[photo via]

8 ways to host a boring, lackluster event

Or, how to ignore ExactTarget’s example

As working professionals, we’ve all attended good events where our basic needs are met, the speakers are competent, and we come back to the office with a few nuggets of useful information. We’ve also attended bad events, where we get lost trying to find the room and the presenters read endless stats straight from their text-heavy slides.

But when we get the opportunity to attend a truly GREAT event, it stands out. These kinds of events are rare gems. I got to attend one of these great events last week: ExactTarget’s annual user conference, Connections, at the JW Marriott in downtown Indianapolis.

These folks really know how to host a top-notch event. Not only did I come away inspired and with lots of great digital marketing knowledge, but many other aspects of the conference helped to take it over the top.

But if you want to ignore ExactTarget’s example, just do these eight things:

1. Branding? Forget that. Want to confuse people? Throw consistency to the wind and use every color under the sun for your event materials. While it can be tempting to get creative and make full use of a multicolor palette, sometimes you get the most bang for your buck if you just embrace your signature color. It makes you hard to forget. ExactTarget’s primary brand color is orange, and boy, do they own it.

2. Don’t sweat the small stuff: Event planning can be overwhelming. But your guests do notice when you’ve put thought into the little details that make their experience unique. Do you know what I heard people at Connections talking about right off the bat? The dispensers of orange soap in the restrooms. Another little detail I appreciated: at registration, they offered travel-size bottles of dishsoap so we could clean the reusable (orange) water bottles in our swag bags.

3. Let your guests fend for themselves: If your event takes place in the one and only room in the building, sticking a sign on an easel may be sufficient. Put yourself in the shoes of someone who’s never been to your facility, though. From the moment I arrived at the JW Marriott—where the conference occupied three floors of meeting space—at no time did I question that I was in the right place. ExactTarget had signage everywhere directing guests to the right locations: outside, in the lobby, overhead, behind the registration desk, on the tables in Starbucks… When you have 4,000 people to corral, clear directions are important.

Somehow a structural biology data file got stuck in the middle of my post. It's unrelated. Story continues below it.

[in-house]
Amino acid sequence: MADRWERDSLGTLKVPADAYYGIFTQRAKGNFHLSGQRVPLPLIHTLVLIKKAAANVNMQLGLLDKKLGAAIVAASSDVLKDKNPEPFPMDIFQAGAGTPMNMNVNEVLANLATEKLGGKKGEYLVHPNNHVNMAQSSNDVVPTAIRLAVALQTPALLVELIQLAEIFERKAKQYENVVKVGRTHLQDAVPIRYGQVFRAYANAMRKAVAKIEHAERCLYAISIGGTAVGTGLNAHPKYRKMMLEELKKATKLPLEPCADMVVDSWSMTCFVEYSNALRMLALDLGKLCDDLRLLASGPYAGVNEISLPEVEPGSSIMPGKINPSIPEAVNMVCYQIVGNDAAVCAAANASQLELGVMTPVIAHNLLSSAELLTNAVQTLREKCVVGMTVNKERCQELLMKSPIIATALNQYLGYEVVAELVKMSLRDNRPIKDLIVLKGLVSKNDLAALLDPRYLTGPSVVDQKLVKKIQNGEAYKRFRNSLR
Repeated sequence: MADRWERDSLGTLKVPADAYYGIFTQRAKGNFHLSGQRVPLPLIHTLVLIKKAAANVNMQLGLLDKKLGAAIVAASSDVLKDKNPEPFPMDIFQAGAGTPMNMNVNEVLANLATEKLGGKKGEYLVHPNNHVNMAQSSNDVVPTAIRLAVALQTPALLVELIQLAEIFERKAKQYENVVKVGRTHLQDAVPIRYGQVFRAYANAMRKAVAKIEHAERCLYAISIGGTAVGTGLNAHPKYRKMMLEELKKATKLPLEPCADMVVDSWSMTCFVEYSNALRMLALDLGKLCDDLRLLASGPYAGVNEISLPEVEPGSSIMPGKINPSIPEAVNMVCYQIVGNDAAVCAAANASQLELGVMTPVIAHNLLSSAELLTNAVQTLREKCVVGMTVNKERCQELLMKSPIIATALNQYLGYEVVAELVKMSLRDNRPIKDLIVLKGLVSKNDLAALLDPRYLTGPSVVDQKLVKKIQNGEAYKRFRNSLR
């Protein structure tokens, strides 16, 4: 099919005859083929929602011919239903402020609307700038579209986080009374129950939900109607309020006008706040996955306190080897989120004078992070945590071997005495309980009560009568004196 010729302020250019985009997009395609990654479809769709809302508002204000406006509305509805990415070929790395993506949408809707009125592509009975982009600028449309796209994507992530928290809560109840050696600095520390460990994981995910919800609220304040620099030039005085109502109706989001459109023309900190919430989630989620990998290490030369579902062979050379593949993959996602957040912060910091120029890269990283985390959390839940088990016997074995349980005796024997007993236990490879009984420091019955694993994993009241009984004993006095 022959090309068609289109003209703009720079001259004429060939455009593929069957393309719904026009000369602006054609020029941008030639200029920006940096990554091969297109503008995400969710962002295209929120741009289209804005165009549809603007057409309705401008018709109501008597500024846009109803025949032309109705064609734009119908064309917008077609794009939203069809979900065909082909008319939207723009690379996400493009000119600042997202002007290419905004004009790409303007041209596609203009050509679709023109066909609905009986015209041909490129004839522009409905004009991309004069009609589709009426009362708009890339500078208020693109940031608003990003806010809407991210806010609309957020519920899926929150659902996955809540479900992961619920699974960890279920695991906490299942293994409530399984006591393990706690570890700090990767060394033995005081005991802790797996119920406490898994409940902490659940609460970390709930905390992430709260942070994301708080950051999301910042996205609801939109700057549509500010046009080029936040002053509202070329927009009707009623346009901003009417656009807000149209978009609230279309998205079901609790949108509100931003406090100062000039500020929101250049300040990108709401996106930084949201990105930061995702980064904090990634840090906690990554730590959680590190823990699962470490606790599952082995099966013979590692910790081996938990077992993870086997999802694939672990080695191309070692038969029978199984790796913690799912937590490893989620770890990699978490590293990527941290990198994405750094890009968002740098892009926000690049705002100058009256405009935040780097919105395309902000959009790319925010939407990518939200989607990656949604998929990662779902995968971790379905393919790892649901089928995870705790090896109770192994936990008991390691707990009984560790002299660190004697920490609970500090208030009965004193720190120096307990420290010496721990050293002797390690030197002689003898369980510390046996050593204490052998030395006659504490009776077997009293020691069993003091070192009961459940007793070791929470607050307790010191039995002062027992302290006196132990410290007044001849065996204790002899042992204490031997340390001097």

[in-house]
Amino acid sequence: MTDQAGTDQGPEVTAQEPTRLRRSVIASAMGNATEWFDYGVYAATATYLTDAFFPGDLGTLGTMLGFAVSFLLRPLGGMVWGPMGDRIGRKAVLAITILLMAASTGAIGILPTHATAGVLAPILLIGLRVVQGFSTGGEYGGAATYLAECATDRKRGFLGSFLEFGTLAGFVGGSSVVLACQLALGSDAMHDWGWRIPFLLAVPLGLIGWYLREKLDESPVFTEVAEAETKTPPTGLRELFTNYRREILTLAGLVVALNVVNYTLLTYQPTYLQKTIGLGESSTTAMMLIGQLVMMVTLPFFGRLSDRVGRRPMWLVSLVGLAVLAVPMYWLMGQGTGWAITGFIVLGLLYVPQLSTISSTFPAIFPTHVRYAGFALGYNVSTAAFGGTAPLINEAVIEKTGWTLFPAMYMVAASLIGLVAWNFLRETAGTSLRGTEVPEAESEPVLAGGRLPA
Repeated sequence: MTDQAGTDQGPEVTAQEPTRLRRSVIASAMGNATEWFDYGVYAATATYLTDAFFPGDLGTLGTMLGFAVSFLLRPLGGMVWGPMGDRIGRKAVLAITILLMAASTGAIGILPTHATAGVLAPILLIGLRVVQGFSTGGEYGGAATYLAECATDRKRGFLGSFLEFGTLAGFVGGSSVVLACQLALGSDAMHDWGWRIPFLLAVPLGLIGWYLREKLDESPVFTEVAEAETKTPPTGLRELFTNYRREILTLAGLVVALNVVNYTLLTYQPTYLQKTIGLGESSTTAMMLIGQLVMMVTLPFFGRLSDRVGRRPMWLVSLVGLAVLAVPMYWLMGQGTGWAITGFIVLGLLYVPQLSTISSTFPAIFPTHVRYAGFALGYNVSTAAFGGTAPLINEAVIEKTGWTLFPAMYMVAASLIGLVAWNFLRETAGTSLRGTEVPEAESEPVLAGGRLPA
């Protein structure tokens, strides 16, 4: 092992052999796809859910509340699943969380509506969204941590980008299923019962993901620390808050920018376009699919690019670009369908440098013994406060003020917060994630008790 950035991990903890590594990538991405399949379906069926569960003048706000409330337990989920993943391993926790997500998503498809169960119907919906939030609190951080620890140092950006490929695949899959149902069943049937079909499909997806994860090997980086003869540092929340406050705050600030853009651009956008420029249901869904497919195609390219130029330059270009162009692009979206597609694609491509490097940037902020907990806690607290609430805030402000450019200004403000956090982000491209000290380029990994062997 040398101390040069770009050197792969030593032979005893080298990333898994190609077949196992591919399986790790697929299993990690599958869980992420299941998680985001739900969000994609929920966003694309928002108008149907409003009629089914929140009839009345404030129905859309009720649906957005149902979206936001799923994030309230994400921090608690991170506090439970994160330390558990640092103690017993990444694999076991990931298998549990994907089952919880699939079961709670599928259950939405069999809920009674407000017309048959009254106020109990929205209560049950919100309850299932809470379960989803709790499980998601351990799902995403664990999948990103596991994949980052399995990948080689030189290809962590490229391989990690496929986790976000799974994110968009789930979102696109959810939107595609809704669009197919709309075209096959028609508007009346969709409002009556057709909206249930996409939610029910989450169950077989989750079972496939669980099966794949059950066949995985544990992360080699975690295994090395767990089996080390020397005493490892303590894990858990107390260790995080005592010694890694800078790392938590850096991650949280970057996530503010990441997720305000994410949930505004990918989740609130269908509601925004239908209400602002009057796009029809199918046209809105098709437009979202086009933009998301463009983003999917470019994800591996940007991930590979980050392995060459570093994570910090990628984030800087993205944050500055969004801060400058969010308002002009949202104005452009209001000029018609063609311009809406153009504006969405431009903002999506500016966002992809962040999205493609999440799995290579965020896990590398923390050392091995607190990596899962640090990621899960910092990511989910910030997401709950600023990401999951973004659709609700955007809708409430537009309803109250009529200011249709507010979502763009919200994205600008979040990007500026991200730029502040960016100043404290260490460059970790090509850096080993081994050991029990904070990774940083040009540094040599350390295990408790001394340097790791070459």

4. Cut costs in the food budget: Hungry, thirsty people are distracted and lethargic. Want to ensure your guests are paying attention to the presentation? Make sure they’re sufficiently caffeinated and their stomachs aren’t growling. Snacks don’t have to be fancy to make people happy, and to help you cover the expense, you can make it a sponsorship opportunity. For example, during two separate breaks at Connections, they offered us single-serving bags of trail mix and chocolate-covered pretzels—emblazoned with a partner’s logo.

5. Choose a facility that doesn’t offer wi-fi access: iPhones, iPads, tablets, laptops… Your attendees will be bringing multiple connected devices, and they will use them simultaneously. Make sure your facility’s wi-fi will be able to handle the load ahead of time, because people do get irritated when they can’t connect.

6. Ignore social media: If your event is something small and for internal audiences only, then by all means, don’t worry about incorporating social media in your plan. But when you have a great event, people want to talk about it. Let your attendees be your publicists by clearly communicating where they can find you on social media and establishing event-related hashtags.

7. Fail at Marketing 101: You’re a marketer—you know people respond to incentives. If you want people to fill out your feedback surveys or be your brand’s publicists, give them an incentive. Money and gadgets are easy bets. On the last day of Connections, I noticed people wearing orange (of course) tshirts with ExactTarget’s user-community name, 3sixty, on them. Were they wearing them just because they wanted to? Perhaps. But the more likely reason was because of incentives like this:

It’s a great combination of incentive + event hashtags, and a nice reason not to forget to use the basics you learned in Marketing 101.

8. Entertainment? What’s that? One way to take your event from expected to exceptional is to think in terms of hosting guests, not just attendees. Treat them like friends and help make their stay in your city more enjoyable. While cocktails and dinner parties are expected and necessary, get creative—some of the extracurricular events ExactTarget organized:

  • Live entertainment: The enviable budget of Connections included an exclusive concert at Victory Field by The Fray and a midnight concert by Mayer Hawthorne. Very few events can organize evening entertainment of that magnitude, but it’s the idea that counts: can you arrange for some discount or free tickets to a performance? Or bring in a local band or performance group? How about tickets to a sporting event?
  • Pub crawl: Take the cocktails offsite and give your guests a walking tour of your city. Plan it ahead of time with the bar owners and treat your guests as VIPs.
  • Morning run: Not all activities need to happen in the evening. Your more health-conscious attendees (probably those who didn’t pub-crawl the night before) will appreciate organized fitness activities. It can be as simple as establishing a meeting time and place to go for a run, like 7:00 a.m. in the lobby of the hotel.

Events of every size and scope can be extraordinary. It’s less about budget and more about the consideration you show your guests.

So tell me: What tips would you offer for hosting a great event?